Baffling Mysteries no. 19 (January 1954, Ace Magazines). Cover is presumed to be by George Roussos. I think strangulation is not even the worst option here.

One more happy tromp through the jungle? Sure, why not!

Kona no. 12 (October-December 1964, Dell). Cover by Vic Prezio. This giant ant-crab (?) is but one in a long line of supersized animal threats Kona has had to defeat.

The following image was originally created as a cover for House of Mystery no. 251 (1977, DC), but was nixed in favour of another, Neal Adams-penned illustration, which we’ve already featured in a previous post (Tentacle Tuesday: Plants Sometimes Have Tentacles, Too). I prefer this gruesome version (complete with skeleton being digested!… also more detail, more dynamic layout and better anatomy of all involved), pencilled by José Luis García-López and inked by Bernie Wrightson.

Happy gardening to all! And have a look at last spring’s tentacled plant post Tentacle Tuesday: Spring Has Sprung… Its Snare! while you’re at it!

🌱 ds

Tentacle Tuesday: Grabbery Through the Ages

It occurs to me that I haven’t focused on the good old mademoiselle-embraced-by-tentacles cliché in a while. If today has a further theme, it’s of women (both human and alien) being grabbed by the midriff. Polka-dotted tentacles in a swamp and furry tentacles on Venus, whether they’re latching on to a humanoid woman with four breasts or a blue-skinned Talokian, all basically behave the same way.

As usual, this is a chronological progression that takes us from early Golden Age days all the way to mid flamboyant 80s.

The Robot Masters of Venus, illustrated by Max Plaisted (of Spicy Mystery fame!), was published in Exciting Comics v. 1 no. 3 (June 1940, Pines).
The Vengeance of the Space Monster!, pencilled by Ken Bald and inked by Syd Shores (both names are, however, guesses), was published in Marvel Mystery Comics no. 90 (February 1949, Atlas).

I agree that having one’s ribcage crushed does not help with breathing, but still, I am not sure why Shadow Lass is choking on the panel on the right when the vege-demon has her by the midriff.

War of the Wraith-Mates!, scripted by Cary Bates, pencilled by George Tuska and inked by Vince Colletta, was published in Superboy no. 183 (May 1972, DC).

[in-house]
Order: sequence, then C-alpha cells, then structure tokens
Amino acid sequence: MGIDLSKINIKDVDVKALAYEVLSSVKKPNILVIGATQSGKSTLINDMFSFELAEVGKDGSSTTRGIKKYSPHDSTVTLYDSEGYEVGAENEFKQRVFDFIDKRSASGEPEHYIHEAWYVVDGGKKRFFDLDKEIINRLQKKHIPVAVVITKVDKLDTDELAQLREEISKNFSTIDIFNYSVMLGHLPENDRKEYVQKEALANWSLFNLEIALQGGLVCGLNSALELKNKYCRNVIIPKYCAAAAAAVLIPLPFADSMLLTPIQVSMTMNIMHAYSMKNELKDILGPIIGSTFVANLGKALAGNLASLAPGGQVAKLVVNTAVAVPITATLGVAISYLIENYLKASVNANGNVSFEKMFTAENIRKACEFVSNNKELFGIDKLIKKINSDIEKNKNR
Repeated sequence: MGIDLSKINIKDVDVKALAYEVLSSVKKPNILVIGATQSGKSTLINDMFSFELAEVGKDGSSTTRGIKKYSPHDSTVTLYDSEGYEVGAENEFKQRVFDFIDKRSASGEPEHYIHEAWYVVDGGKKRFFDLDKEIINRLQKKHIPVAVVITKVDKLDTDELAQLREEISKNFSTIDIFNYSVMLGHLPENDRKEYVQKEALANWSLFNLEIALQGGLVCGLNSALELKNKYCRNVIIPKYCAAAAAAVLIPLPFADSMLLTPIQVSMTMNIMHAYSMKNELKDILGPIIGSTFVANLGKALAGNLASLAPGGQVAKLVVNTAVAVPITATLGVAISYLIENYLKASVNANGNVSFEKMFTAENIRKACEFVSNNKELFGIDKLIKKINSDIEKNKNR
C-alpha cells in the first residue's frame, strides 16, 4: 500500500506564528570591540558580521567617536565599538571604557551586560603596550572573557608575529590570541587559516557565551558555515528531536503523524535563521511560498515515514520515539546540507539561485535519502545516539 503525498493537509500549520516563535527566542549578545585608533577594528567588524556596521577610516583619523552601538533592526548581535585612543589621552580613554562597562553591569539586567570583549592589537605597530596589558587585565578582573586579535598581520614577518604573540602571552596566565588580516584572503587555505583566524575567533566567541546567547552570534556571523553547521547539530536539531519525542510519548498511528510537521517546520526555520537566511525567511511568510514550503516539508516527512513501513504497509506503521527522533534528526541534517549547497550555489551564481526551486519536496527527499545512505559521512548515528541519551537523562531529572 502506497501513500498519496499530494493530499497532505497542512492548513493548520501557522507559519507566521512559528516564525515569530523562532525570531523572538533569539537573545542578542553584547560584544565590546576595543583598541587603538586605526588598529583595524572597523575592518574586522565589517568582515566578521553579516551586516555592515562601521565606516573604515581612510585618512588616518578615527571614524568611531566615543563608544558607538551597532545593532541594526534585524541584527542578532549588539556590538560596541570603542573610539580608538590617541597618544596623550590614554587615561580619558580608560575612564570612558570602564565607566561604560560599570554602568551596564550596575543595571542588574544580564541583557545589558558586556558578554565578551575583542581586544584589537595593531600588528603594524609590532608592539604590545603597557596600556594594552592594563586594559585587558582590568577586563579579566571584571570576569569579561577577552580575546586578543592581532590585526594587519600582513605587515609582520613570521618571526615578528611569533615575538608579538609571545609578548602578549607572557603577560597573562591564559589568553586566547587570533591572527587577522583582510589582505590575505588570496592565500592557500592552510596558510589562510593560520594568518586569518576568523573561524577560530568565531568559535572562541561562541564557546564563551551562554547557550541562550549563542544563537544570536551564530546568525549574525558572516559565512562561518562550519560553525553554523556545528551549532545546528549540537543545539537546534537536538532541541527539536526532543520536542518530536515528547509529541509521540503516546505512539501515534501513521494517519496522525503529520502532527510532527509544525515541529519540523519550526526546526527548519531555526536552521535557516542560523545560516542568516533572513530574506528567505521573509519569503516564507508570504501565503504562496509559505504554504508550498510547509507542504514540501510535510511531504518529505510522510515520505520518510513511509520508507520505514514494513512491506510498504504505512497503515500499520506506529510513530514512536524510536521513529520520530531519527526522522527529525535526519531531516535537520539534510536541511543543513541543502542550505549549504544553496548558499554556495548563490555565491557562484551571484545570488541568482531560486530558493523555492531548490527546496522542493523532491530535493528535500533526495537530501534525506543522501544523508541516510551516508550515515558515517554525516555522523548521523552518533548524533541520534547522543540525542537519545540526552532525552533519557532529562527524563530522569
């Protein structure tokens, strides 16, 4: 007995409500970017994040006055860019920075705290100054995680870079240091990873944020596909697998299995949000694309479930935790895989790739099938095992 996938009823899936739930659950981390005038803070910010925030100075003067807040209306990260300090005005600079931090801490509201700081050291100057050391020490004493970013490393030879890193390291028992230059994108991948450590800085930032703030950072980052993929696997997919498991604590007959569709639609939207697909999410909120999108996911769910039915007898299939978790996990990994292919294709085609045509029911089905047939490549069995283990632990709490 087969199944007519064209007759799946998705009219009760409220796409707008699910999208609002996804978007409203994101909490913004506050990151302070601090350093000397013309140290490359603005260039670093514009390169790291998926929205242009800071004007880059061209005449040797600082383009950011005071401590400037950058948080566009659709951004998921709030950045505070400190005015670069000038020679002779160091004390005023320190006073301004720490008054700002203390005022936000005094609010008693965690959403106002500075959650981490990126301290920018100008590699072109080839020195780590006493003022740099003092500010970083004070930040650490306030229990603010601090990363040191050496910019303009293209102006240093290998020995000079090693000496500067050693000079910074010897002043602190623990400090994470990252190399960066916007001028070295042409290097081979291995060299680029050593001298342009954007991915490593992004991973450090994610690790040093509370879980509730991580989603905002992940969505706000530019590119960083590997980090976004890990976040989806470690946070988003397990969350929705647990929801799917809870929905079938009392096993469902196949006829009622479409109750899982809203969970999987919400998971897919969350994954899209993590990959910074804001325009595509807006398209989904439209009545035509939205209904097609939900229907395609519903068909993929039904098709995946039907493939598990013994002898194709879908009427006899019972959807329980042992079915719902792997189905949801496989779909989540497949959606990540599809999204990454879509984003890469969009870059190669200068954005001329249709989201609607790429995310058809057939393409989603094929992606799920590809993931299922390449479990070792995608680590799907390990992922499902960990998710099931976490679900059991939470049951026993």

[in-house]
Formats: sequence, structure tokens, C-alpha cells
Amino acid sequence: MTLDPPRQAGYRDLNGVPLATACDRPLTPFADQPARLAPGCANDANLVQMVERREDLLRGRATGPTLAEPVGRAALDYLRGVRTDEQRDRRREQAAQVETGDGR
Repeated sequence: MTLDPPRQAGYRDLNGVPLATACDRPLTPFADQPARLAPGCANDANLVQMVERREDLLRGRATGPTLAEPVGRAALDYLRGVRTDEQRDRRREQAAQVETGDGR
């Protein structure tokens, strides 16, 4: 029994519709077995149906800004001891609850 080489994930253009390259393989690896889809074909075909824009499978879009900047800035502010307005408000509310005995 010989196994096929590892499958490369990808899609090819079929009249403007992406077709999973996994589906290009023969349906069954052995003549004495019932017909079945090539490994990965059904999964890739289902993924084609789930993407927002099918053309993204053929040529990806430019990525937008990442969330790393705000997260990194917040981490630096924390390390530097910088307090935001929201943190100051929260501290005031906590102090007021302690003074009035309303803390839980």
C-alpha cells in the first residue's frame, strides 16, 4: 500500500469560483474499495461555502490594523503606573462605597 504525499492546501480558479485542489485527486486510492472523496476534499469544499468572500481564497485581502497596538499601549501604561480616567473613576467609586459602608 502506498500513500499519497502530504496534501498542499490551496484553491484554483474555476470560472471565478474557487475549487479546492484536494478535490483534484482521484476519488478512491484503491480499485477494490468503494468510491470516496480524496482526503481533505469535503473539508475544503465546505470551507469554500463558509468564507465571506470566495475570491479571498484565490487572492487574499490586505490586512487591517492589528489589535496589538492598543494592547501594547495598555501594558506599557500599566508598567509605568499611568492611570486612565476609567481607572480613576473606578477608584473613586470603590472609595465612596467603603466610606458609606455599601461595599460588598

For a little variety, I’m also including the following warrior vixen as a pleasant exception to the rule – she is not only not being grabbed, but also has an octopus for an obedient pet.

Girl on Octopus by Brian Lewis, painted sometime in the mid 1970s.

Our next stop is a proposed illustration for the 1984 movie The Warrior and the Sorceress, painted by Bob Larkin. The movie in question (which I have never seen) is apparently “noted chiefly for containing extensive nudity and violence and for being one of the more extreme examples of the sword-and-sorcery genre. It is also considered by some to be a cult classic.

The sorceress has 4 breasts – a logistical nightmare when selecting a bikini, no doubt.

As… questionable… as this is, the illustration that was chosen in the end is in a whole other class of cheesiness. The sorceress has also died her hair blonde, presumably because she wants to have (even more) fun! We also lost the cephalopod, unfortunately, but the maxim “one can’t have everything” comes to mind – and David Carradine in a pearly loincloth is plenty.

Art by Joanne Daley, who at least makes some sort of attempt at designing a functional four-breast-bra.

After *that*, the following cover looks quite humdrum by comparison. It’s difficult to imagine how Red Sonja will extricate herself from this situation…

Red Sonja no. 5 (January 1985, Marvel). The cover is by Pat Broderick.

Incidentally, there are tons of Red Sonja cover with tentacles, mostly of recent vintage, and most of them are ugly as sin. This one is decent:

The cover art for Red Sonja no. 21 (April 2007, Dynamite). This is a variant cover by Roberto Castro.

✭ ds